I left Black Hat with even more cybersecurity concern.  I’m in the middle of this world all the time so I hear about lots more about the bad guys’ Tactics, Techniques, and Practices (TTPs) than most people do.  Even so, I spent the week hearing additional scary stories.  For example, Blue Coat labs reported on 660 million hosts with a 24 hour lifespan it calls “one-day wonders.”  As you can imagine, many of these hosts are malicious and their rapid lifespan files under the radar of signature-based security tools and threat intelligence.  I also learned more about the “Operation Emmantel,” (i.e. from Trend Micro) that changes DNS settings and installs SSL certificates on clients, intercepts legitimate One-time passwords (OTPs) and steals lots of money from online banking customers.  Black Hat chatter served as further evidence that our cyber-adversaries are not only highly-skilled, but way more organized than most people think. 
    Endpoint security is truly “in play.”  A few years ago, endpoint security meant antivirus software and a cozy oligopoly dominated by McAfee, Symantec, and Trend Micro (and to some extent, Kaspersky Lab and Sophos as well).  To use Las Vegas terminology, all bets are off with regard to endpoint security now.  With the rash of targeted attacks and successful security breaches over the past few years, enterprise organizations are questioning the value of AV and looking for layered endpoint defenses.  Given this market churn, Black Hat was an endpoint security nexus with upstarts like Bromium, Cisco, Crowdstrike, Digital Guardian (formerly Verdasys), Druva, FireEye, Guidance Software, IBM, Invincea, Palo Alto Networks, Raytheon Cyber Products, RSA, and Webroot ready to talk about “next-generation” endpoint security requirements and products.  While the incumbents have an advantage, endpoint security is becoming a wide-open market as evidenced by the crowd at Black Hat. 

    Black Hat is a great combination of Las Vegas shtick, hacker irreverence, and a serious cybersecurity focus.  Yup, it’s only a tradeshow but there is a serious undercurrent at Black Hat/DEFCON that is sorely missing from most IT events. To read this article in full or to leave a comment, please click here
  • Cloud Security Priorities and Synergies with Enterprise Security

    Network World - Networking Nuggets and Security Snippets
    According to ESG research, 63% of mid-market (i.e. 250 to 999 employees) and enterprise (i.e. more than 1,000 employees) are currently using Software-as-a Service (SaaS), 33% use Infrastructure-as-a-Service (IaaS), and 27% employ Platform-as-a-Service (PaaS) today (note: I am an ESG employee).  Additionally, 72% of all firms are increasing their spending on cloud computing initiatives this year.Wasn’t IT risk supposed to put the brakes on cloud computing deployment?  Security professionals are still quite concerned.  In a recent ESG research survey, infosec pros identified numerous cloud security risk areas as follows:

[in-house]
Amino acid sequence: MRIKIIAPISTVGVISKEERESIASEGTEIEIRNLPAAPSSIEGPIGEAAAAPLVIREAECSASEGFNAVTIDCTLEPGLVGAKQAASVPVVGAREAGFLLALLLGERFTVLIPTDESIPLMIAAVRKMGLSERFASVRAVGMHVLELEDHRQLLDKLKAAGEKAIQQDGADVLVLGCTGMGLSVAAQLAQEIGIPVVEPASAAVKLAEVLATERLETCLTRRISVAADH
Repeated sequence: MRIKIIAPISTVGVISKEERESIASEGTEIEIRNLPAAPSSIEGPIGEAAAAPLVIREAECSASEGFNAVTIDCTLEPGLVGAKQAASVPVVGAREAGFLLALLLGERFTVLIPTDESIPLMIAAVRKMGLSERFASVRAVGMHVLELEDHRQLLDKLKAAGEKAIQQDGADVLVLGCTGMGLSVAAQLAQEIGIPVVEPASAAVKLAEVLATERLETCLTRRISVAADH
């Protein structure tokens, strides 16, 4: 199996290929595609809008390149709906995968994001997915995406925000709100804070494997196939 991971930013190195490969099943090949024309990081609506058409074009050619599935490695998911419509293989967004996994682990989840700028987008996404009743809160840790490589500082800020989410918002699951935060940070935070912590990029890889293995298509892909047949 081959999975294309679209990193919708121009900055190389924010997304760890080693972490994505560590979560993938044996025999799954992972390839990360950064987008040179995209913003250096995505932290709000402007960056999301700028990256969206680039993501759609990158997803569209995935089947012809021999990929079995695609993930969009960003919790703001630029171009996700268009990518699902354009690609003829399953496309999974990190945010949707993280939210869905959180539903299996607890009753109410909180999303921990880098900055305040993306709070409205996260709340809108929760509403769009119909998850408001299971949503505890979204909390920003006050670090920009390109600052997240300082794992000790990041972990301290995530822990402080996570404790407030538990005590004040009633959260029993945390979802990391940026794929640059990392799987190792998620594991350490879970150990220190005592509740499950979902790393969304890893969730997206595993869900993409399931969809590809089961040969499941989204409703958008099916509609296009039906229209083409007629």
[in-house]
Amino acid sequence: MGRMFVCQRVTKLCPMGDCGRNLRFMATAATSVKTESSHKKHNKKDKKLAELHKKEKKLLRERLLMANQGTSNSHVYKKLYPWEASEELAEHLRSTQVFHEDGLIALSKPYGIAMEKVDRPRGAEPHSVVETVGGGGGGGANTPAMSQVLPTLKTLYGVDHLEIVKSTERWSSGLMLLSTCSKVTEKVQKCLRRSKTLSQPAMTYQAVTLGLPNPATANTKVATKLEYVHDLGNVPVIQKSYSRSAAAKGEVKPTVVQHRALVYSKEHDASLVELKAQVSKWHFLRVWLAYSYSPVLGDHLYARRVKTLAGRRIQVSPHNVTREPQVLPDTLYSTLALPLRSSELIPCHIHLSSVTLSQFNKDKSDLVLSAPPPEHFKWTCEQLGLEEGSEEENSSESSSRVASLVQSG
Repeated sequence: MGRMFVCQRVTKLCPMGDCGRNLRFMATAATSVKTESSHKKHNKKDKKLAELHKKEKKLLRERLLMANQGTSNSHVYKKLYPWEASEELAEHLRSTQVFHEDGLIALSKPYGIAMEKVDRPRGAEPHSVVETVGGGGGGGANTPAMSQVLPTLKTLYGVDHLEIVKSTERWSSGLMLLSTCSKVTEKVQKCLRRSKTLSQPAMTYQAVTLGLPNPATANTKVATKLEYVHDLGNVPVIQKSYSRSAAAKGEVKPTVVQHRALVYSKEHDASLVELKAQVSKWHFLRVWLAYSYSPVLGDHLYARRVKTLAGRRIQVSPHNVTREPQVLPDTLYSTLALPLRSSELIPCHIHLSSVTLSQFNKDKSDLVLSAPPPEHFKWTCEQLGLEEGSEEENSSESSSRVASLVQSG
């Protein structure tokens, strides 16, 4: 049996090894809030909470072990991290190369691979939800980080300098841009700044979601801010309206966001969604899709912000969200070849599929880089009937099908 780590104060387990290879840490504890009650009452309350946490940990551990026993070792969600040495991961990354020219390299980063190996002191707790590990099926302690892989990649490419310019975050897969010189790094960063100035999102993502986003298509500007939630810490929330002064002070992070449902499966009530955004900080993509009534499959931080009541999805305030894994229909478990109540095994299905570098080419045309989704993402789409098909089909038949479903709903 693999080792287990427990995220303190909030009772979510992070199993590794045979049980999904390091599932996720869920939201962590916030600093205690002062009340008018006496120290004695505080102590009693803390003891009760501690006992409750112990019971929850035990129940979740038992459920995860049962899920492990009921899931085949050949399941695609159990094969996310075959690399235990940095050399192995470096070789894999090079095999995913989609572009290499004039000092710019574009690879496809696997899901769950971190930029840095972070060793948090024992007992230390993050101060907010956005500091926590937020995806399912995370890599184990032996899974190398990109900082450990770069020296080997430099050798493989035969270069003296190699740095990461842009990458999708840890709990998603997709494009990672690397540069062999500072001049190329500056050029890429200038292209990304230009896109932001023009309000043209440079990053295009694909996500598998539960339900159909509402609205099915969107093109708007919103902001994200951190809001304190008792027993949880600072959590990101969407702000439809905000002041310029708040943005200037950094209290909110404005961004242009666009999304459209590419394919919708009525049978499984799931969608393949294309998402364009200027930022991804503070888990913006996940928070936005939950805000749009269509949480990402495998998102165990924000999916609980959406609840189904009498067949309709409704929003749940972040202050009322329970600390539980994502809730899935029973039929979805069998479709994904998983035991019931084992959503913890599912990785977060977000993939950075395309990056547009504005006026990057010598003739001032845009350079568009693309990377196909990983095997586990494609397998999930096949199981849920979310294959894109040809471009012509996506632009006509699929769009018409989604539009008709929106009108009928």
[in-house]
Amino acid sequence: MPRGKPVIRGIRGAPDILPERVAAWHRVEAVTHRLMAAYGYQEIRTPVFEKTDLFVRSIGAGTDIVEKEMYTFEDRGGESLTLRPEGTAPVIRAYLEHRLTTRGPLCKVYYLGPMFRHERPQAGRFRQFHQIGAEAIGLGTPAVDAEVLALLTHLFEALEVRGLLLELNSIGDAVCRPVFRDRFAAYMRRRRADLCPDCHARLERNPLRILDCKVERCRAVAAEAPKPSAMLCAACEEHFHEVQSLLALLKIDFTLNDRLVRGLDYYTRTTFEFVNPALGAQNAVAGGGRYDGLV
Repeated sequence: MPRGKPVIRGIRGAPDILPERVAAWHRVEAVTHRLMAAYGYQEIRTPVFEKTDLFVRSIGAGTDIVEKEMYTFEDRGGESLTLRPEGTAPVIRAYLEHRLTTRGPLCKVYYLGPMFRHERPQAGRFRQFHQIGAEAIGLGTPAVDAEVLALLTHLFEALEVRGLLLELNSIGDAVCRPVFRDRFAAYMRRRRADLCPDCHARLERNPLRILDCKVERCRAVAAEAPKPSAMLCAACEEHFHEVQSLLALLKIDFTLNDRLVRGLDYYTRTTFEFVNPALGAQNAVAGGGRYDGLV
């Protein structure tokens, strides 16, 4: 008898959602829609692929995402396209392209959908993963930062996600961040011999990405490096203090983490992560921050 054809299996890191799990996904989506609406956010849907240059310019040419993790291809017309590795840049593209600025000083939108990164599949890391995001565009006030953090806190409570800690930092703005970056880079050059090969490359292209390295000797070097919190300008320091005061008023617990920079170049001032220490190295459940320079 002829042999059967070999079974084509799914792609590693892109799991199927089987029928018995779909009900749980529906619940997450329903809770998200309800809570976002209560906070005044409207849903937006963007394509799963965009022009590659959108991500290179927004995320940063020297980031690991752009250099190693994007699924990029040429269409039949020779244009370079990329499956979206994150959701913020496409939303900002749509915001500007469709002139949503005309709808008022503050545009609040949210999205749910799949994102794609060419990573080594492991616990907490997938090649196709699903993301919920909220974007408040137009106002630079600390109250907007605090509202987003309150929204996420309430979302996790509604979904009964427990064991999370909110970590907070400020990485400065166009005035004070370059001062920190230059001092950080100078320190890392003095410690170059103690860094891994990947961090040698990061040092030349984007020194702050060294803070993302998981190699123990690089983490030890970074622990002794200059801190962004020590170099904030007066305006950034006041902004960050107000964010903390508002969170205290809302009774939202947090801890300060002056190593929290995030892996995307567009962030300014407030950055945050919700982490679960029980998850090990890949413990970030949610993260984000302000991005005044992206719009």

33% of enterprise security professionals said: “a lack control over security operations directly related to IT resources used for internal purposes.”
    31% of enterprise security professionals said: “privacy concerns over sensitive and/or regulated data stored and/or processed by a cloud infrastructure provider.”
    29% of enterprise security professionals said: “lack of security visibility into cloud services infrastructure.”
    28% of enterprise security professionals said: “a security breach that compromises our cloud service providers’ infrastructure.”
    27% of enterprise security professionals said: “poor infosec practices at our cloud service provider(s).”

    These are clearly legitimate concerns (the kind that keep CISOs up at night!), yet it seems like the proverbial horse has left the barn on cloud computing.  Enterprise organizations may be proceeding with caution, but they are proceeding nonetheless. To read this article in full or to leave a comment, please click here
  • Anticipating Black Hat 2014

    Network World - Networking Nuggets and Security Snippets
    RSA 2014 seems like ancient history, and the 2015 event isn’t until next April.  No worries however, the industry is set to gather in the Las Vegas heat next week for cocktails, sushi bars, and oh yeah – Black Hat.Now, Black Hat is an interesting blend of constituents consisting of government gum shoes, Sand Hill Rd. Merlot-drinking VCs, cybersecurity business wonks, “beautiful mind” academics, and tattooed hackers – my kind of crowd! As such, we aren’t likely to hear much about NIST frameworks, GRC, or CISO strategies. Alternatively, I am looking forward to deep discussions on:
    Advanced malware tactics. Some of my favorite cybersecurity researchers will be in town to describe what they are seeing “in the wild.” These discussions are extremely informative and scary at the same time. This is where industry analysts like me learn about the latest evasion techniques, man-in-the-browser attacks, and whether mobile malware will really impact enterprise organizations.